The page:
Author(s): Meredith PA, Elliott HL
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Abstract Amlodipine is a dihydropyridine calcium antagonist drug with distinctive pharmacokinetic characteristics which appear to be attributable to a high degree of ionisation. Following oral administration, bioavailability is 60 to 65\% and plasma concentrations rise gradually to peak 6 to 8h after administration. Amlodipine is extensively metabolised in the liver (but there is no significant presystemic or first-pass metabolism) and is slowly cleared with a terminal elimination half-life of 40 to 50h. Volume of distribution is large (21 L/kg) and there is a high degree of protein binding (98\%). There is some evidence that age, severe hepatic impairment and severe renal impairment influence the pharmacokinetic profile leading to higher plasma concentrations and longer half-lives. There is no evidence of pharmacokinetic drug interactions. Amlodipine shows linear dose-related pharmacokinetic characteristics and, at steady-state, there are relatively small fluctuations in plasma concentrations across a dosage interval. Thus, although structurally related to other dihydropyridine derivatives, amlodipine displays significantly different pharmacokinetic characteristics and is suitable for administration in a single daily dose.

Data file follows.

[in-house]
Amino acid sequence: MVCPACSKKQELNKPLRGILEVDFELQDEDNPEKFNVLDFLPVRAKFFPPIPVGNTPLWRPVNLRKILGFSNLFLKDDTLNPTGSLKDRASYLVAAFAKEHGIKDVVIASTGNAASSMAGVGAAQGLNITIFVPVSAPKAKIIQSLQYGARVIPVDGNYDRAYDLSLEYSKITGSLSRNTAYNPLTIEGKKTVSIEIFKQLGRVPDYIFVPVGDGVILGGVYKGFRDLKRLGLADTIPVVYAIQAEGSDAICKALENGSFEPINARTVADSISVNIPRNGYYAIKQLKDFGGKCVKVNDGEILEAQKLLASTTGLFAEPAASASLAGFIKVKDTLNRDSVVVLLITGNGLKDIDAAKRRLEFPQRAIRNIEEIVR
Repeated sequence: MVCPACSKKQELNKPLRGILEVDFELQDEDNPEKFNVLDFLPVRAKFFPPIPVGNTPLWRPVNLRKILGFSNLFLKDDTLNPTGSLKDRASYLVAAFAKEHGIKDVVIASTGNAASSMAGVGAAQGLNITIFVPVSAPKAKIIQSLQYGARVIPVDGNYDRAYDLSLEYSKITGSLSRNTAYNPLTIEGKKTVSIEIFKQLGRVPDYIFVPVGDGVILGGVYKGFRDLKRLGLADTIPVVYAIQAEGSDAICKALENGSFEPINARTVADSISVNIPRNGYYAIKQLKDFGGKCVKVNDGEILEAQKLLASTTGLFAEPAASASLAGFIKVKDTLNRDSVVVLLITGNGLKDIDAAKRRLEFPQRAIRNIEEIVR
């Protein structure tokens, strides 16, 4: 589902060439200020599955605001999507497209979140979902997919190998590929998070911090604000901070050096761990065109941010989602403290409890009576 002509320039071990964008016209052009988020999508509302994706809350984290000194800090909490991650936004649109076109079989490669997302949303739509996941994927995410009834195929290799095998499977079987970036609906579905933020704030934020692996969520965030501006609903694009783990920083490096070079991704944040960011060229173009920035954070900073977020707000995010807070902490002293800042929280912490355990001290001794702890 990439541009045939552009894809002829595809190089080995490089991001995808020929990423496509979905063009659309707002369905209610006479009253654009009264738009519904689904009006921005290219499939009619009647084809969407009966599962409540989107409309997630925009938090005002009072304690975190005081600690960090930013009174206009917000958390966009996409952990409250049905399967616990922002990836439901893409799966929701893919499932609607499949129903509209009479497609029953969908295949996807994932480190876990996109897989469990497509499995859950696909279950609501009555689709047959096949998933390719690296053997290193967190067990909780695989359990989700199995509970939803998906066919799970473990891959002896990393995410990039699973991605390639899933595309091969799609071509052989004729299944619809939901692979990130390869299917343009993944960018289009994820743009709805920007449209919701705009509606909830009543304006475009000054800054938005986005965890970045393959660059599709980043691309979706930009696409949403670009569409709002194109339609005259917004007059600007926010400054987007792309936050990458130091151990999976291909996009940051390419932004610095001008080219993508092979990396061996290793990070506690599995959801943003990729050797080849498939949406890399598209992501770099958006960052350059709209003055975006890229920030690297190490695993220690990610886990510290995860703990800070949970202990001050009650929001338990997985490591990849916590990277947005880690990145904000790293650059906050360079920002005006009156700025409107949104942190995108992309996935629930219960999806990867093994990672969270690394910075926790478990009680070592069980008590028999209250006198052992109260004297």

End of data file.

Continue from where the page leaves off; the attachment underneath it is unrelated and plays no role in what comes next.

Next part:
This article was published in Clin Pharmacokinet
and referenced in Pharmaceutica Analytica Acta